Belatedly, the attacks have stirred the new authorities to assert their presence. Government forces hastily cobbled together constructed a buffer in both the West and South, maintaining ceasefires that have more or less held. But it remains unclear whether the forces' numbers are sufficient to prevent the cultural battles spreading across Libya, or into neighboring states. Rebels without a cause have travelled from the coast to join the fray, heightening tensions. Flush with Libya's weapons, the Tuareg--or desert Amazigh--have already carved out their own homeland, Azawad, in northern Mali. Gun markets have surfaced in southern Tunisia, and Sinai's Bedouin careen along mountain tracks with formerly Libyan anti-aircraft guns mounted on Nissan trucks. Libya's own turmoil could yet acquire continental proportions.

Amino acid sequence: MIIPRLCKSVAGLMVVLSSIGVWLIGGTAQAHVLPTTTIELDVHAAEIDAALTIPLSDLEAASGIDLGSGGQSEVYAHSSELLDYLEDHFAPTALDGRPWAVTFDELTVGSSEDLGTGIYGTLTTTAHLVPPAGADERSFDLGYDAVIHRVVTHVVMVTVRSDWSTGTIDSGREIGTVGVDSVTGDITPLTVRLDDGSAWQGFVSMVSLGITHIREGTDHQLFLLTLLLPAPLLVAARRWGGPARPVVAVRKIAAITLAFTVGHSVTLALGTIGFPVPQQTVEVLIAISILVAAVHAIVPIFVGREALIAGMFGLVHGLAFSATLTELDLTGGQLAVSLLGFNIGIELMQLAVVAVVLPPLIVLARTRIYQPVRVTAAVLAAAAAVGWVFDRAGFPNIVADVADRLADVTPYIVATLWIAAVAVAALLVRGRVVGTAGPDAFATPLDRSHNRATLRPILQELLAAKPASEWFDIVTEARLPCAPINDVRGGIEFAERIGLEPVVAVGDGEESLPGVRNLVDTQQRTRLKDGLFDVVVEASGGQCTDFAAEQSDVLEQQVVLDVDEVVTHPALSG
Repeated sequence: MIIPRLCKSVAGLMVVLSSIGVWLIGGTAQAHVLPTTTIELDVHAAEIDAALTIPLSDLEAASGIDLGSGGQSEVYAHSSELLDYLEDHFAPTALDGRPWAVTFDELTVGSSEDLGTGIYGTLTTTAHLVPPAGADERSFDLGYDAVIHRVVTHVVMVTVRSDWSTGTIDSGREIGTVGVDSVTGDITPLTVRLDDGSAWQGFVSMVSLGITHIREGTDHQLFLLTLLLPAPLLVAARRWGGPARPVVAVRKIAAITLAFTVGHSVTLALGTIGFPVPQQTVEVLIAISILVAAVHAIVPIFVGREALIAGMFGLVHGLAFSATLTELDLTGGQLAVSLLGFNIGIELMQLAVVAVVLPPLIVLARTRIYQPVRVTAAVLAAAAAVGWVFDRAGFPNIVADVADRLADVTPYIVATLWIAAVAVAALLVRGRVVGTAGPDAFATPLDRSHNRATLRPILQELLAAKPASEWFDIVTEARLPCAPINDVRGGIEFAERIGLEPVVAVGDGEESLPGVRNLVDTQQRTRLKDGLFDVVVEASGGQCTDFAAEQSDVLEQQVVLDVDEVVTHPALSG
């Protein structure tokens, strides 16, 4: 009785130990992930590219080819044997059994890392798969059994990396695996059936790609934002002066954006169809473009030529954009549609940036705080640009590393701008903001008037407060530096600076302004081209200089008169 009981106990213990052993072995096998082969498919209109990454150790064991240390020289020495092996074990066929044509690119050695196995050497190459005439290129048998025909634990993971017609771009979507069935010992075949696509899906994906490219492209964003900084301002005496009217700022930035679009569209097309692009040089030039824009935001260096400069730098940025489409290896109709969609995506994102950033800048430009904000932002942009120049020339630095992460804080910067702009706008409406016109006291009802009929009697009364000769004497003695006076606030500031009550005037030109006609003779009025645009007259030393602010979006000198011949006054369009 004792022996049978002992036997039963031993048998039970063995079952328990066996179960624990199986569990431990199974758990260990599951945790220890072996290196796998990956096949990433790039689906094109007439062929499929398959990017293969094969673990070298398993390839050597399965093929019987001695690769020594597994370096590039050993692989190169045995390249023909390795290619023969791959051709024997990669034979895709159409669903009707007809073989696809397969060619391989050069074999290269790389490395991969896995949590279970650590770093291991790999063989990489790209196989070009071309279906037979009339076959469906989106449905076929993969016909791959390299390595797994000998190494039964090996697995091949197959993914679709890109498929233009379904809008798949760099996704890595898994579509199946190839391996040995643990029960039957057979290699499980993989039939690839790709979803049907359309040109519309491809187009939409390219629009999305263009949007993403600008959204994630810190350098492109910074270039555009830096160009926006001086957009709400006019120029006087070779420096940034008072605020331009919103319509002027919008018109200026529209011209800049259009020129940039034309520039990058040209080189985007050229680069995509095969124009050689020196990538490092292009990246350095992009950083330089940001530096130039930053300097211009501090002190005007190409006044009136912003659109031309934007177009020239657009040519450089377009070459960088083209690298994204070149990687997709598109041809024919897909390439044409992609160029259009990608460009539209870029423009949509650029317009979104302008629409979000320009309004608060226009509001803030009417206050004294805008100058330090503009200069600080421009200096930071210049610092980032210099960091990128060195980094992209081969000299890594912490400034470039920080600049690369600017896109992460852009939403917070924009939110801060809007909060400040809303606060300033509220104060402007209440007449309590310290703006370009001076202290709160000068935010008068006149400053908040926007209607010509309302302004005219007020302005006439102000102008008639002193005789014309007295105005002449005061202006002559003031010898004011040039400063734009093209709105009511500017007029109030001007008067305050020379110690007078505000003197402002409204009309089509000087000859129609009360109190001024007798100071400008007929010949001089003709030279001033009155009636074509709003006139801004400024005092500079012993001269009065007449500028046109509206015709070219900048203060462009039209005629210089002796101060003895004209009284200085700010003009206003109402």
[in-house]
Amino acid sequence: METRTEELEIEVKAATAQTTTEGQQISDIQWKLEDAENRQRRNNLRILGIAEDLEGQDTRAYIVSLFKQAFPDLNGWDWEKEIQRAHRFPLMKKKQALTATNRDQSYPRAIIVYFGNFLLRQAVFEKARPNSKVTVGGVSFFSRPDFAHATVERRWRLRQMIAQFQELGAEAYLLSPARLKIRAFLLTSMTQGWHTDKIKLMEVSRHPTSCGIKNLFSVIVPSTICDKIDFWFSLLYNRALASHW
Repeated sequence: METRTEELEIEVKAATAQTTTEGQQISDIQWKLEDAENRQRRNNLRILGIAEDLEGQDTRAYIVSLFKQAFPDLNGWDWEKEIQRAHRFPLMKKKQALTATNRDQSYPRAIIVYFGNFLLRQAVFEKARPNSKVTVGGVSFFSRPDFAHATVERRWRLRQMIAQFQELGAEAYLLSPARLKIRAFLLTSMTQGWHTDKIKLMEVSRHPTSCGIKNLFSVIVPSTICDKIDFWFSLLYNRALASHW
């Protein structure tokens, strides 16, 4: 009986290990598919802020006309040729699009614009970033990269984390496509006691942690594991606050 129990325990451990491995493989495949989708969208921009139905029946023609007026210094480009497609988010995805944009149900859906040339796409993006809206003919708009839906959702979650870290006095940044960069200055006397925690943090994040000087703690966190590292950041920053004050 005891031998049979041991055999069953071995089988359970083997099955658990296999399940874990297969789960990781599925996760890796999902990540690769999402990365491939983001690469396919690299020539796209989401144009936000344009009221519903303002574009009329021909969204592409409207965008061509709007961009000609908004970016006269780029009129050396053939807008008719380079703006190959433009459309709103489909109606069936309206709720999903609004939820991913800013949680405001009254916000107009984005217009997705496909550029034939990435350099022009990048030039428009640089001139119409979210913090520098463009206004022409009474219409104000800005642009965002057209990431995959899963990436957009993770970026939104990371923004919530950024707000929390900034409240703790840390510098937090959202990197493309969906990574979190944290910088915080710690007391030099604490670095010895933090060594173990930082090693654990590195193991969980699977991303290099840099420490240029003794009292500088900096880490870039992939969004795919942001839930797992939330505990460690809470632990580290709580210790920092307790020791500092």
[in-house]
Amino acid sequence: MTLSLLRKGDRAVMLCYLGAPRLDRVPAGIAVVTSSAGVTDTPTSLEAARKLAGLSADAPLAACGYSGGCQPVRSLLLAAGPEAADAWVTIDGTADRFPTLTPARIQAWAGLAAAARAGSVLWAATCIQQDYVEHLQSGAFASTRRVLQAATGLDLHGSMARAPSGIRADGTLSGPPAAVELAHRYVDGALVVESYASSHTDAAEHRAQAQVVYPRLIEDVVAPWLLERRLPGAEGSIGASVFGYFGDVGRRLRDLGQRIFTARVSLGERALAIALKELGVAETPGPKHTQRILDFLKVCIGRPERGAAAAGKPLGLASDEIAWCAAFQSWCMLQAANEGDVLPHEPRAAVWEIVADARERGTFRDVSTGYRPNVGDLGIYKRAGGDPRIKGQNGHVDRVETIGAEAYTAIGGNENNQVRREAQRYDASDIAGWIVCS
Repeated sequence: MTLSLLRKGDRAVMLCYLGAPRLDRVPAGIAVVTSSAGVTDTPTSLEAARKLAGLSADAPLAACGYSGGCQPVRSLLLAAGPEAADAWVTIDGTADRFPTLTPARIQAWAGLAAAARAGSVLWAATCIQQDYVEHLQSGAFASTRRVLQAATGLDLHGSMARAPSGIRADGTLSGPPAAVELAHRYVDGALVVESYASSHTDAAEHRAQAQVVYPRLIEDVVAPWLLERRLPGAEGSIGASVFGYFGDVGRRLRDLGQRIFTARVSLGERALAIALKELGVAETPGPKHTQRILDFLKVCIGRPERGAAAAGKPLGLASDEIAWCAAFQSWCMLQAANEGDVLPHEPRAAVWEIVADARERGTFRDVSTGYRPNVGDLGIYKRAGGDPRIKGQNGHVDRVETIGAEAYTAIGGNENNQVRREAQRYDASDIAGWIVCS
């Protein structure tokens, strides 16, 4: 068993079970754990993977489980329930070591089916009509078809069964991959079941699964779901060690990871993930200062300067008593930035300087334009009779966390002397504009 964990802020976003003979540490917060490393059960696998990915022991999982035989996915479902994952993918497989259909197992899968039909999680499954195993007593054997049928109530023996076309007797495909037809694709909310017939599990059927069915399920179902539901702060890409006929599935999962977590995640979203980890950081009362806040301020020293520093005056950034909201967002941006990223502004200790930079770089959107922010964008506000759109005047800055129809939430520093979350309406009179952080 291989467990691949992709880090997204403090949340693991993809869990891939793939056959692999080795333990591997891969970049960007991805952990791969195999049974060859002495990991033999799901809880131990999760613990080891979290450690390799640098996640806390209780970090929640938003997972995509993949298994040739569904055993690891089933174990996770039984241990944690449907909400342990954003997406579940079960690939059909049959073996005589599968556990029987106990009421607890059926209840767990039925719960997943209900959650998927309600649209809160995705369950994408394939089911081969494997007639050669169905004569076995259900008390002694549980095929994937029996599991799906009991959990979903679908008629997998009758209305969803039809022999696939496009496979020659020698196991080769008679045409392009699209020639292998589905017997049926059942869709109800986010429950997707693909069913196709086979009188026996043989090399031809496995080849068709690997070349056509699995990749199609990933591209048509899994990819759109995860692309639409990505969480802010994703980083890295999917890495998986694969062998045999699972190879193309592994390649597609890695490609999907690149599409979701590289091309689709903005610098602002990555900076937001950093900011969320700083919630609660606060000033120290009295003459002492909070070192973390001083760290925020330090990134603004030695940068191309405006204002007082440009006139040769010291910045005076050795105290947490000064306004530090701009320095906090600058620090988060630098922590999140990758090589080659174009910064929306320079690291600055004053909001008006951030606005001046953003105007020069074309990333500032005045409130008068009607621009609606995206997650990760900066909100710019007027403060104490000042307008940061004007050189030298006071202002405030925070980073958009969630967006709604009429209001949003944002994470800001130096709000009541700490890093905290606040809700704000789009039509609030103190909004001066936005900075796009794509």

The Libyan government can still celebrate noted successes in comparison to Iraq in the wake of the US invasion. It has wrested most of the country's ports and airports back from the rebels, maintained the civil service and established the rudiments of a security force. It quickly restored utilities and oil flows, opened the airport to international flights, and hosted its first oil conferences. It has so far kept at bay the West's own jihadis, those veterans of Afghanistan and Iraq's private security companies who had come to Libya seeking rich pickings. And elections, if they happen, may yet provide the panacea to win popular backing for the new order and legitimize civilians at the expense of the militiamen, who unfettered will create havoc. But with such riches to distribute amongst such a small population, the vultures are many. Standing up a central authority will require greater resolve, inclusion and transparency than the would-be authorities have displayed to date.